How to properly pick a car for your needs in Singapore

PHOTO: Pixabay

Buying a car in Singapore is no small matter. Unlike most other purchases in life, a car will set you back well over a hundred thousand dollars, including refueling to periodic servicing. As such, making the right choice is imperative.

And considering that the general lifespan of a car here is about 10 years (due to COE and not the actual car's lifespan), it is important to ensure that your car purchase will meet your needs for the next decade. Not sure where to begin? Fret not, as we have outlined some key pointers to get you started!

Body type

PHOTO: Pixabay

Arguably the most important first step, you must first identify which body type suits your needs the most. From there, the parameters are set and you will find the process of narrowing down your options a lot easier.

Looking for an economical city runabout? A bread-and-butter saloon car or hatchback are available. Looking for more space for your family trips or work? A station wagon is the answer, with the cavernous boot space available.

You may even consider getting an MPV, should you need a third row of seats for your tiny tots! Want that extra 'road presence', in the form of big vehicular dimensions, MPV-challenging space and superior visibility behind the wheel? An SUV is probably more up your alley. The choice is yours.

Space

Since you will be spending most of your time inside of a car, why not select the one that best fits your ergonomic needs? Hop inside your shortlisted car and get a feel of the driver’s seat, or better yet, opt for a test drive.

PHOTO: Pixabay

There, you will be able to assess whether the vehicle’s blindspots are acceptable, whether the cabin is spacious enough, and whether all the buttons and controls are within easy reach. No use buying an expensive car, only to find yourself bending over backwards figuring out the aircon controls every single time!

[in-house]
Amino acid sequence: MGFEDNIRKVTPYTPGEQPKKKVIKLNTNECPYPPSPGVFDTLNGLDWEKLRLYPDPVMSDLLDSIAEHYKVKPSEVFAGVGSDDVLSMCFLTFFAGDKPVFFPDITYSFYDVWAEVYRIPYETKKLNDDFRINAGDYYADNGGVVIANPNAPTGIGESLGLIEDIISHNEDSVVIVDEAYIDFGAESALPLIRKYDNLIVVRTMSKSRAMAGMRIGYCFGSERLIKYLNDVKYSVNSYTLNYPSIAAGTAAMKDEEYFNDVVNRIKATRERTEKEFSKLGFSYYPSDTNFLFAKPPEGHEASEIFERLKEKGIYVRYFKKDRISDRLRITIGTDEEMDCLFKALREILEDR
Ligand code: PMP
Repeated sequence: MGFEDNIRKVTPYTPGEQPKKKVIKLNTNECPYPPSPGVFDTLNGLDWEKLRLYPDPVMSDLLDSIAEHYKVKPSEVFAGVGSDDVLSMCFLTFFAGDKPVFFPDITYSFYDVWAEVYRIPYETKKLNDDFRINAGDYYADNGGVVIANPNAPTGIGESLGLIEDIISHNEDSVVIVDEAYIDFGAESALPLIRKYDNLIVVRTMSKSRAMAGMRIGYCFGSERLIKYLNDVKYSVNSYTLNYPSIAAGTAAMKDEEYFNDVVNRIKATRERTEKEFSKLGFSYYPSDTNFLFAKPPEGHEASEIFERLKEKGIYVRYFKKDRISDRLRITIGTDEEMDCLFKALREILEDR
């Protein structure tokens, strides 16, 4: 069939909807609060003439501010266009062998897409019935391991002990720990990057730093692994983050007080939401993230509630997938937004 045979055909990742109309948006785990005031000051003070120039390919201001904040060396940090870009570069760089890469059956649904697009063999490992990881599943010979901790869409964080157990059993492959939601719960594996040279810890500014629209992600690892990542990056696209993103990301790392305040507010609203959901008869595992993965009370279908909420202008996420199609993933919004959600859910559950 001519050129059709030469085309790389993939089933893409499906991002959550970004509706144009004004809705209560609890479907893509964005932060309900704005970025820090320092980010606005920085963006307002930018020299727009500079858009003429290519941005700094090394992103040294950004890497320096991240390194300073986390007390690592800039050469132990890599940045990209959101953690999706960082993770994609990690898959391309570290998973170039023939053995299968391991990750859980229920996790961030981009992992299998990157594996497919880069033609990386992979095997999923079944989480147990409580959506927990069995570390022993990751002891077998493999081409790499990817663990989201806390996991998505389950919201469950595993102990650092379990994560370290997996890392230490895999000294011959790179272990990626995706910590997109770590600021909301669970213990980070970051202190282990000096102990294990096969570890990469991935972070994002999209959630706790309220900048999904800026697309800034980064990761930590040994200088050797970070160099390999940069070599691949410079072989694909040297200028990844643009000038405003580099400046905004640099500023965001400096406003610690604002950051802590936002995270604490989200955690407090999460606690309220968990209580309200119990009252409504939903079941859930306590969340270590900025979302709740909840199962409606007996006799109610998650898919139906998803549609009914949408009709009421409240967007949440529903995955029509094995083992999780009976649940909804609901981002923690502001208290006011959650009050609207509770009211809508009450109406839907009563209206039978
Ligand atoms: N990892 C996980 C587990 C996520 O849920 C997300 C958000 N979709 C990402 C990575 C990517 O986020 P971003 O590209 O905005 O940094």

At the same time, if you have a family with whom you commute regularly, it would be prudent to also assess the rear passenger space together. From the effectiveness of the rear aircon blowers (it is after all blazing hot in Singapore all year round), to the number of storage areas, these seeming minor features will definitely make or break a your road journey!

And finally, have a good look at the size of the boot as well, as you may need the extra space to transport your barang-barang for special occasions. It would also be wise to see how easy it is to fold the seats down and back up.

Fuel economy

Times are bad, and unless you’re Elon Musk, it would probably be unwise to drop your money on a car with a large-capacity engine. Thankfully, automakers are now scrambling to downsize their engines while adding forced induction, in a bid to match power outputs from larger engines while still returning better fuel economy.

PHOTO: Pixabay

Today, you can find a variety of high quality cars that are powered by one-litre engines, such as the Volkswagen Polo and Hyundai i30. Not only are they light on the wallet, they are also more than capable of bringing you from Point A to Point B rapidly.

However, if you want to future-proof your vehicle purchase, why not have a look at the hybrid/all-electric offerings? There are many options to choose from, from mild hybrids like the Kia Stonic to the fully electric MG ZS EV, which we reviewed.

And with the COE structure having recently been revamped to bring in more electric vehicles into Category A, you can now save up to $30,000 in rebates, thus saving more in the long run! However, do note that if you plan on buying an electric car, it would be best to have a charging infrastructure near your home, as they are not as mainstream as we would like them to be, yet.

Conclusion

Of course, there are other factors not listed here that one may choose to prioritise, such as driving feel and engine output. But for the vast majority of Singaporeans, being pragmatic is key, and these three points are good starters in the journey towards settling down on the right car for the job.

READ ALSO: Scrap vs COE renewal: When, why and how?

This article was first published in Motorist.